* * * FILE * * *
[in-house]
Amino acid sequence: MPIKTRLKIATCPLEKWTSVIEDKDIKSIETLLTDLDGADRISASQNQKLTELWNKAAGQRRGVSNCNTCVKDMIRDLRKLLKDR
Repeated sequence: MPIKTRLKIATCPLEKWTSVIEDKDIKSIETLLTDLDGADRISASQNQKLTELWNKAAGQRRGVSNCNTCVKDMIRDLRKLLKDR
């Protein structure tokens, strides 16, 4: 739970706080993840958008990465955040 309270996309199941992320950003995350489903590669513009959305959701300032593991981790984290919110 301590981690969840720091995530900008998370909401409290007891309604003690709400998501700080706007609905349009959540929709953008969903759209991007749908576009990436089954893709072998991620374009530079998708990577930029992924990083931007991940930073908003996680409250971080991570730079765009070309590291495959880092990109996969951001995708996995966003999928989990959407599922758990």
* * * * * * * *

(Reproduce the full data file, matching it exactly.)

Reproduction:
[in-house]
Amino acid sequence: MPIKTRLKIATCPLEKWTSVIEDKDIKSIETLLTDLDGADRISASQNQKLTELWNKAAGQRRGVSNCNTCVKDMIRDLRKLLKDR
Repeated sequence: MPIKTRLKIATCPLEKWTSVIEDKDIKSIETLLTDLDGADRISASQNQKLTELWNKAAGQRRGVSNCNTCVKDMIRDLRKLLKDR
């Protein structure tokens, strides 16, 4: 739970706080993840958008990465955040 309270996309199941992320950003995350489903590669513009959305959701300032593991981790984290919110 301590981690969840720091995530900008998370909401409290007891309604003690709400998501700080706007609905349009959540929709953008969903759209991007749908576009990436089954893709072998991620374009530079998708990577930029992924990083931007991940930073908003996680409250971080991570730079765009070309590291495959880092990109996969951001995708996995966003999928989990959407599922758990």